One you want to test their peripheral auditory and vestibular systems to see if there's any functional damage or functional changes that the patients experience, like a change in hearing, a change in how their eardrums are moving, or a change in their vestibular function.

You also want to evaluate the vestibular and ocular reflex pathways because we're looking for evidence of disruption. And really, this disruption or the abnormalities that you see in our testing can be really helpful to guide what recommendations are made or what types of intervention or therapy is needed for that patient in order to improve.

It's also helpful to establish objective baselines in order to measure and track recovery over time. So concussion patients can change quite rapidly. You know, day to day, their brain is in a state of healing and wants to get better. So these results change quite often and it's helpful to see where their starting point is very soon after the head injury, so you can measure the amount of recovery or change with different therapy types.

 

Oculomotor evaluation

So we're going to focus on those two main realms. First one is oculomotor evaluation, which is done by many different professionals on a concussion management team. Most of the time it is performed on a bedside aspect, and that's because maybe they're on the sideline of a soccer field or they're in an area where they don't have quick access to video goggles.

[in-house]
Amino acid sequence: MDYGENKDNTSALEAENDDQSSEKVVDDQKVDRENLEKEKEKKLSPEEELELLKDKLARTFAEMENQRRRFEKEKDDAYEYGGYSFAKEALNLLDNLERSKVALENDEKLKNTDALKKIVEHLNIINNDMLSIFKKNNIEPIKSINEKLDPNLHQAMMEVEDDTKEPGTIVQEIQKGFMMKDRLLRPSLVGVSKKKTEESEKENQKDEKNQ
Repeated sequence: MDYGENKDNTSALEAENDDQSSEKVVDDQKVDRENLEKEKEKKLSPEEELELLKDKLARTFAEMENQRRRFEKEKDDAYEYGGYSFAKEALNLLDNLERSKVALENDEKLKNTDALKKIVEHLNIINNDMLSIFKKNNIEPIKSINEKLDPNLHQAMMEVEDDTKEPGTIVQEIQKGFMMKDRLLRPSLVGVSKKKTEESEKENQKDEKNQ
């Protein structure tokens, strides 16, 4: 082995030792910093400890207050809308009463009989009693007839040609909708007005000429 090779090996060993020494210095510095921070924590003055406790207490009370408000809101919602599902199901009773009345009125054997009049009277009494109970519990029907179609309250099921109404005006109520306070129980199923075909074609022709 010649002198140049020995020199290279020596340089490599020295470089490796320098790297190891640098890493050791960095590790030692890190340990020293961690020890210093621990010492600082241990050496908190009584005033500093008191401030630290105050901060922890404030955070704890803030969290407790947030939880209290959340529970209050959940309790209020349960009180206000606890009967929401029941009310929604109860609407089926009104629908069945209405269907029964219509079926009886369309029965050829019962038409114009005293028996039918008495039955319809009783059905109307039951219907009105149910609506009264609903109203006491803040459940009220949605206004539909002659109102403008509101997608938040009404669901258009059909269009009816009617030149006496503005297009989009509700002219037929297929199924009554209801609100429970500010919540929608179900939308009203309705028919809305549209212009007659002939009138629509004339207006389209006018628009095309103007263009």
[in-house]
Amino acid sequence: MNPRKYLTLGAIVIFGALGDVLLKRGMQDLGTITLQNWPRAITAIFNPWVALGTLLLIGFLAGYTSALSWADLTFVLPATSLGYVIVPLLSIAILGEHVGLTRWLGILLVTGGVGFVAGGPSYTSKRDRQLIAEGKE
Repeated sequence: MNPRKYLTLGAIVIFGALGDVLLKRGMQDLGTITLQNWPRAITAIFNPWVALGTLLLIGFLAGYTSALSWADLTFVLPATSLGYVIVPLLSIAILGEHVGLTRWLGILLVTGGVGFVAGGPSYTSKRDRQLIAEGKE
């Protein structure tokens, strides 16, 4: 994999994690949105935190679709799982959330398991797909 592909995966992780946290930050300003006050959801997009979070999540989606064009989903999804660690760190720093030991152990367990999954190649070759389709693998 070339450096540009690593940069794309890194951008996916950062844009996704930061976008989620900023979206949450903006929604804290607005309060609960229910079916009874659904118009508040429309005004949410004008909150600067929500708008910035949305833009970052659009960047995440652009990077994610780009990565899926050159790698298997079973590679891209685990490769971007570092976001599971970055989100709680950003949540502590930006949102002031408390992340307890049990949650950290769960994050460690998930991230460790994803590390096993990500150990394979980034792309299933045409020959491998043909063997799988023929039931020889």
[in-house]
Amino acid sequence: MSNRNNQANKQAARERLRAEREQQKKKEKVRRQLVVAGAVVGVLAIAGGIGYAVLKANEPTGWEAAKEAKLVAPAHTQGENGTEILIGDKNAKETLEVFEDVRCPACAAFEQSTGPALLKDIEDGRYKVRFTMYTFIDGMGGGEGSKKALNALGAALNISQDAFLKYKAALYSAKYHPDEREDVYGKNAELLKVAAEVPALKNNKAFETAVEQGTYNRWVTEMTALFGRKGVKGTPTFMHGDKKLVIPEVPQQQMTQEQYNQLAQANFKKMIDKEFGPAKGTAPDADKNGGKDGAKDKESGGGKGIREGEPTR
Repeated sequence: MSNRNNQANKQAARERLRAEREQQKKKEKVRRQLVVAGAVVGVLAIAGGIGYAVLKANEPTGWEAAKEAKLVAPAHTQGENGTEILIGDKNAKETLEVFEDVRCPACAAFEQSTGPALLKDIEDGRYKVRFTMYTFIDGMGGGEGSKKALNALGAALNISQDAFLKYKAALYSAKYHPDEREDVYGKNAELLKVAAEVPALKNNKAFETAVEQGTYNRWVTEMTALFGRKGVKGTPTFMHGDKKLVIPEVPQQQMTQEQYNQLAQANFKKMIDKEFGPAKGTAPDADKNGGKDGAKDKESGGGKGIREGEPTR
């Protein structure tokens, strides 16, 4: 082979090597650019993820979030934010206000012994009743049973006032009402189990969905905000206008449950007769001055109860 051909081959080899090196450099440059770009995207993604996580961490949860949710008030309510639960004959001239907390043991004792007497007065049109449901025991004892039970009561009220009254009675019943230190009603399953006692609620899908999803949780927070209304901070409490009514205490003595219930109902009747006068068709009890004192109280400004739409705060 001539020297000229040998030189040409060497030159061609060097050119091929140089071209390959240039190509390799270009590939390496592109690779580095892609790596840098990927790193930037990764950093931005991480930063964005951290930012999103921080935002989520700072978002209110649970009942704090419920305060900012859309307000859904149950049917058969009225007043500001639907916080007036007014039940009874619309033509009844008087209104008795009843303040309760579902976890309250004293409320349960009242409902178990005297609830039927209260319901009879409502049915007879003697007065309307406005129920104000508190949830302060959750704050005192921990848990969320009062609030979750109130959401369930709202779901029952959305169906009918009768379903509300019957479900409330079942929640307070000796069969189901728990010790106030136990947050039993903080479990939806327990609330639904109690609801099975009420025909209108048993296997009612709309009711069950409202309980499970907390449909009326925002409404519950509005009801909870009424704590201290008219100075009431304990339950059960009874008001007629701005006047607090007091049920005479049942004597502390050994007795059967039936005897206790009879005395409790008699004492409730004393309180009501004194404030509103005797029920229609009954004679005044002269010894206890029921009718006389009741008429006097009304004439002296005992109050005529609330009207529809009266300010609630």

But the benefit of a vestibular audiologist or a physical therapist who utilizes video goggles is that you are providing a standardized stimulus every single time. So it's hard to tell how much change your patient has had if you can't ensure that your stimulus is exactly the same. Each appointment that you have with them.

So they're using video goggles to not only provide the standardized stimulus, but also to measure and record the exact changes in their eye. Movements can be very beneficial in this population.

In addition, I love being able to compare to age-based normative values. If I have a 55-year-old that comes into the clinic and says, I didn't hit my head, but I'm also just getting older, so I know this is part of it, I can utilize my age-based norms to say: You know what? I know you're sad, you're getting older, but you're performing lower than what I would expect for your age. So I think we can do some work, you know, in therapy to help. You feel a little bit better. So it's really helpful to have these objective measures in this patient population.

Many of you probably already perform some sort of remote evaluation every single day on your vestibular patients. And although many things may look the same in the concussion profile, there's a lot of new or different types of oculomotor tests that you may want to consider.